A Week’s Events in Review
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A Week’s Events in Review

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Zionists in America, of all shades and factions, were kept busy this week arranging their annual drives and public gatherings. General Zionists were busy inaugurating the half-million-dollar campaign for the Jewish National Fund. Revisionists were busy with the arrival of Vladimir Jabotinsky, their leader, here to promote the Tel Hai fund. Laborites were busy with the opening of the hundred-thousand-dollar Gewerkshaften campaign in this country, which has become one of the most discussed issues in the press.

The center of attraction was Mr. Jabotinsky. Building up his opposition against the present Zionist leadership, he came to this country to outline what he calls “the new deal in Zionism.” A fiery orator and a brilliant journalist, he was given a rousing reception at Mecca Temple in New York, appearing there after an absence from the United States for a period of nine years.


The views which Mr. Jabotinsky presented at the meeting are not new to students of Zionism. A new note was struck by him, however, when he came out for the first time with a novel project that unemployment insurance be introduced in Palestine with national Jewish capital in order to combat the argument of the Palestine government that Jewish immigration must be restricted to avoid unemployment. Mr. Jabotinsky believes that this argument of the Palestine government would not be in place if the Jewish National Fund or the Keren Kayemeth would institute unemployment insurance for every Jewish worker.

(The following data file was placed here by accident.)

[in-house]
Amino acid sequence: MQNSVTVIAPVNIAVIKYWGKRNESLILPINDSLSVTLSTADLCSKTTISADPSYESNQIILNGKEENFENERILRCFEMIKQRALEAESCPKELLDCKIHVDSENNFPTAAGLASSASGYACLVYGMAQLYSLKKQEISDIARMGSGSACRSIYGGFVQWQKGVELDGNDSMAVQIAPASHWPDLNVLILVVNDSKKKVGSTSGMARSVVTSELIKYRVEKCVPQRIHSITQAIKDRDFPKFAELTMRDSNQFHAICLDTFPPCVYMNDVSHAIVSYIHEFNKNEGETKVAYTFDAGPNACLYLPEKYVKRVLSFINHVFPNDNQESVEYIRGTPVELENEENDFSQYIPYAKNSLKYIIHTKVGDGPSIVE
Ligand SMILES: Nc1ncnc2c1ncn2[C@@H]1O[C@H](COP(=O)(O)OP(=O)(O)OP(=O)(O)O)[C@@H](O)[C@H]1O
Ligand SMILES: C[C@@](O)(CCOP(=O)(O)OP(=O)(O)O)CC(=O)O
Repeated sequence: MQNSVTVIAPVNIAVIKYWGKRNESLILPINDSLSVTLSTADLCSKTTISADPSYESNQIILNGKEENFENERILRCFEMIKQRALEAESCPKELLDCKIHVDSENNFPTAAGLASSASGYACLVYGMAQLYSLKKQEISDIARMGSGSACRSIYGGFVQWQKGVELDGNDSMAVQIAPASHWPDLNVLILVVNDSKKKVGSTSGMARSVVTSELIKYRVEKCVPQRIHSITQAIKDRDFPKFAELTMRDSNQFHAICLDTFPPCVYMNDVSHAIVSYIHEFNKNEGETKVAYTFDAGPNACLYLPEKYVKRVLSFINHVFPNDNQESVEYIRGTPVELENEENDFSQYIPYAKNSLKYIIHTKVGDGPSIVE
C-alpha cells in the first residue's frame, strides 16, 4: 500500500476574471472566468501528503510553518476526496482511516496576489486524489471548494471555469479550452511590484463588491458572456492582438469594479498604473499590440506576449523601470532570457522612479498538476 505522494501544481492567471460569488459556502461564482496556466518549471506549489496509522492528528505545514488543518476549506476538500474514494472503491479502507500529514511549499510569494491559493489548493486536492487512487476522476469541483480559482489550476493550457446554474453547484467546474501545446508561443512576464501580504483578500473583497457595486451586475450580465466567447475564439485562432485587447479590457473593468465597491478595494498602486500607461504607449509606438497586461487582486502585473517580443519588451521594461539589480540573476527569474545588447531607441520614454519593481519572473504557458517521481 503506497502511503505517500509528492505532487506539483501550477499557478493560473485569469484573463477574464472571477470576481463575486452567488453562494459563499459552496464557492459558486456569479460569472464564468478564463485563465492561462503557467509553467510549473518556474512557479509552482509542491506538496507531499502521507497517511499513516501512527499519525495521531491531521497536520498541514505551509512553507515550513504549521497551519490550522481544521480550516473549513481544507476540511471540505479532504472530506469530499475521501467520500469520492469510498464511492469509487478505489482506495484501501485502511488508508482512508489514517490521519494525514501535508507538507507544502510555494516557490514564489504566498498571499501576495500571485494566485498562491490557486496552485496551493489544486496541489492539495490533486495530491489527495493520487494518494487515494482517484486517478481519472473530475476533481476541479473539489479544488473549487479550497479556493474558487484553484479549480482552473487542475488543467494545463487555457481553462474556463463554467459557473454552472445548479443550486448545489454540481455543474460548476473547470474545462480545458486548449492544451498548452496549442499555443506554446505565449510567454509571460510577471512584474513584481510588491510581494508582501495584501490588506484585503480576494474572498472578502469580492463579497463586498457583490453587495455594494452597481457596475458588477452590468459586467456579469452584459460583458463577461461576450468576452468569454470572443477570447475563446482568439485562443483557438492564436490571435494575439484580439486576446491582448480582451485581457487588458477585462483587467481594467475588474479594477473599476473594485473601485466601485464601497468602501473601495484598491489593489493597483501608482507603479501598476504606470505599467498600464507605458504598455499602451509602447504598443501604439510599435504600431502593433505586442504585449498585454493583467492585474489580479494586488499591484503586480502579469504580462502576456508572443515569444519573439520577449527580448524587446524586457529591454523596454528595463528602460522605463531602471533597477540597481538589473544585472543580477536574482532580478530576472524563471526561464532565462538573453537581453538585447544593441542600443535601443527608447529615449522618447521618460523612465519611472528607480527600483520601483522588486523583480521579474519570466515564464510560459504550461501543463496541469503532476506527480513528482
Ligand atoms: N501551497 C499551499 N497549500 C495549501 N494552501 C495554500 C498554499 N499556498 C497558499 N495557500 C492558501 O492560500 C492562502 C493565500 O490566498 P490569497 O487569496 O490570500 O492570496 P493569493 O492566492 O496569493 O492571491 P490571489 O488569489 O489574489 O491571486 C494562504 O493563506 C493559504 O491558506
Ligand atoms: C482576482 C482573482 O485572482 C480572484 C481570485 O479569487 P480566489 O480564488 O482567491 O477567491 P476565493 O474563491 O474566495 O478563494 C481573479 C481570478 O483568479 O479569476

Since there is no unemployment in Palestine today, this novel project is worth a good deal of attention. It deserves the support of every Zionist group and can be carried out easily for the benefit of the Jewish workers in Palestine and for a larger Jewish immigration.

Mr. Jabotinsky also emphasized the fact that the present boom in Palestine may lead to an unprecedented crash if the government continues its policy of restricting Jewish immigration and of hampering Jewish export trade. He explained that the absorptive capacity of the land depends upon the amount of goods the settlers are able to sell at home and abroad.


The warning that Palestine may face a severe economic crisis despite its apparent prosperity was also sounded this week by several newspapers in London. The Daily Telegraph pointed out that the cost of living in Palestine has risen to an unhealthy level and that industrial enterprises may have to close down, owing to the impossibility of working at a profit. The London Morning Post expressed the belief that Palestine is “running before learning how to walk.”

Whether these gloomy predictions are correct or incorrect, Jews all over the world are, so far, disregarding them altogether. Millions of Jews are looking forward to the opportunity to proceed to Palestine, despite all these pessimistic prophesies, and many of them are rebelling because they are not given a chance to obtain an immigration visa.


In Greece, in several cities, open revolts took place this week against the Zionist Executive for not granting immigration certificates for Palestine. The entire Jewish population in several cities gathered to protest to the Zionist Executive, threatening a cessation of the entire Zionist work. In certain Greek cities immigration visas were demanded of Zionist leaders at the point of revolvers.

In Poland, too, tremendous dissatisfaction with the present Zionist Executive is growing as a result of the method of distribution of immigration certificates. Many consider the present system very unjust. The Executive of the Jewish Agency intends to send a special commission to Poland to pacify the dissatisfied Jewish masses there.